NOW PLAYING: The Roots Drop How I Got Over


WALL STREET JOURNAL: Hip-hop group the Roots hails from Philadelphia, but since becoming the house band on “Late Night with Jimmy Fallon” last year, its members have increasingly embraced New York. The Roots’ new album, “How I Got Over,” was recorded in Philadelphia and New York, and is the group’s first release since taking on the late-night TV gig. Members of the Roots are also working on a number of forthcoming projects, including collaborative albums by soul British soul siren Duffy and American singer John Legend. “Between all those records I’ve been living out of a hotel, like the lone black member of the cast of ‘Dynasty,'” Mr. Thompson said. The drummer spoke with the Journal about the Roots’ new album, reaching middle age, and working in New York City. MORE

WASHINGTON POST: As deans of the college touring circuit and the house band for Jimmy Fallon, the Roots probably spend more time around roots-how-i-got-over.jpgindie rockers than rappers these days. It shows on “How I Got Over,” the artiest in a string of moody, noncommercial albums that the Philadelphia hip-hop institution has squeezed out through the otherwise conservative Def Jam Recordings in recent years. […] Not that “How I Got Over,” ostensibly a meditation on the “post-hope zeitgeist” (the band’s words, not ours), places any less emphasis on rapping than a typical Roots album. Black Thought’s always stellar, if stiff, rhymes are augmented with sharp verses from Truck North, Little Brother’s Phonte Coleman and STS, a little-known Philly lyricist whose plucky cameos on “Right On” and “Hustla” should bring him some greater notice. MORE

NEWSWEEK: On June 2, 20-year-old Sabina Rose O’Donnell was sexually assaulted and strangled to death behind her apartment building in Philadelphia. As the police investigated, and as the local press digested the story, one of the city’s most recognizable figures—someone who just so happens to be on network TV every night of the working week—counted himself among those captivated (and depressed) by the story of her murder. Ahmir “?uestlove” Thompson is, today, many things. He is a familiar and much-watched presence on the Internet (with 1.3 million followers on Twitter), as well as a focal point of stylebook disputes between music journalists and their copy desks (his nom de plume is pronounced “Questlove,” though he spells it with a “?”). Most importantly, he is the drummer for the long-running band the Roots, who, after 15 years of making politically engaged hip-hop with (mostly) live instruments, took the unlikely but brilliant gig in 2009 as the house band for Late Night With Jimmy Fallon on NBC. And yes, it turns out that ?uestlove was also an acquaintance of O’Donnell’s.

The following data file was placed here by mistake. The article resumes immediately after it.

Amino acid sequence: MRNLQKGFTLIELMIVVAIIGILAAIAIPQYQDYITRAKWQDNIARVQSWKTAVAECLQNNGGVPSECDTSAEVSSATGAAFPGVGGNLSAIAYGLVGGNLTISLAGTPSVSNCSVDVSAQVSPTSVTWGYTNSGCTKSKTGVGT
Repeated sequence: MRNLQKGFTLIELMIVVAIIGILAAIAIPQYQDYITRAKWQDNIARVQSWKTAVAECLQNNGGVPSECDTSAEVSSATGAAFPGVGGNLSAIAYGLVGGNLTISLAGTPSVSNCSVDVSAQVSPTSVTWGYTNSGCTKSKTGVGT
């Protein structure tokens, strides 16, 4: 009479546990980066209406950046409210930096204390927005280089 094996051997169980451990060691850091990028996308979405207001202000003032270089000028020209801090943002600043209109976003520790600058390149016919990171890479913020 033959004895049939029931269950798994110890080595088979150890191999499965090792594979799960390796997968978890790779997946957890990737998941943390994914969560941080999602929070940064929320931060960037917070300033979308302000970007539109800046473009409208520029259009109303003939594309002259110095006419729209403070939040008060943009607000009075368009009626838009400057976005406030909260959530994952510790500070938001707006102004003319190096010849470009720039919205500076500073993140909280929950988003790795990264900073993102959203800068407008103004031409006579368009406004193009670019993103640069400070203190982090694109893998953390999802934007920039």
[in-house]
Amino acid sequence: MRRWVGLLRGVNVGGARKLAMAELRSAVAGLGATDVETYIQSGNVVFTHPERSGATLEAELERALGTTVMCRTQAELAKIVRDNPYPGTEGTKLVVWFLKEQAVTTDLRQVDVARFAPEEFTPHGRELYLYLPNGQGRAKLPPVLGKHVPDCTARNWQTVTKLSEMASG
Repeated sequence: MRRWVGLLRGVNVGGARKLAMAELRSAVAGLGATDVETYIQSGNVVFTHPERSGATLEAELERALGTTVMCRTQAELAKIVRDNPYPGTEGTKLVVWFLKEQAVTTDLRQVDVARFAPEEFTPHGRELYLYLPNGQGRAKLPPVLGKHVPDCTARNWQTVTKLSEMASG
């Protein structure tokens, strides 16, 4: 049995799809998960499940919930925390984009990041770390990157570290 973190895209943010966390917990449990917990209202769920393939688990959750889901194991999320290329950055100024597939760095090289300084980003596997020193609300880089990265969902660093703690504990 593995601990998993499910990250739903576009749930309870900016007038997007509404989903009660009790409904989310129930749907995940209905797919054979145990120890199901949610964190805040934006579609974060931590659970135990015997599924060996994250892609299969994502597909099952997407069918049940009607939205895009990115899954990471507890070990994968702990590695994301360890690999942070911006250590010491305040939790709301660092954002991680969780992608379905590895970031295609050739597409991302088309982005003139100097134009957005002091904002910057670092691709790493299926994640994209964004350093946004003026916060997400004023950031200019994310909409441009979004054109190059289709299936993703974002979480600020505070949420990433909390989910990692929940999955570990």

“Two weeks went by, and it was easy to get caught up in,” he says one afternoon while en route to the 30 Rock building in midtown Manhattan, where Late Night is taped. “Everyone’s talking about the monster who did this, you know? You have those ‘check that motherf–ker’ lynch-mob scenarios in your head. Then they caught the guy yesterday, and I almost wanted to break down and cry—literally, like a baby. Because he [the suspect] just turned roots-how-i-got-over.jpg18 years old, and there was something in his eyes. It was like: ‘Yo, I was not expecting this to be the animal.’ So I kinda went long on Twitter yesterday about how I think that, more important than getting justice for our friend’s murder, we actually sort of need to investigate what would make someone 18 turn this nihilistic.” Not everyone was happy to hear it. “That empathetic view of it didn’t go down too well with the city of Philly,” he says—not with the reflexive contrarian’s enthusiasm, but instead a sincere sadness. MORE

PREVIOUSLY: ?uestlove Vs. City Paper Readers

MTV: “The whole premise of How I Got Over is basically … a coming-of-age record,” ?uestlove told MTV News last week of their latest effort, which came out Tuesday (June 22). The Roots drummer added that the band wanted to switch things up and touch on some thought-provoking themes, a practice he said is more typical of rock than hip-hop. “There hasn’t been a real precedent of anyone being at the crossroads [in hip-hop]. I hear [it] a lot in rock records … where it’s sort of like, ‘I’m at a point in my life where I don’t know what to do and things are happening around me.’ ” MORE

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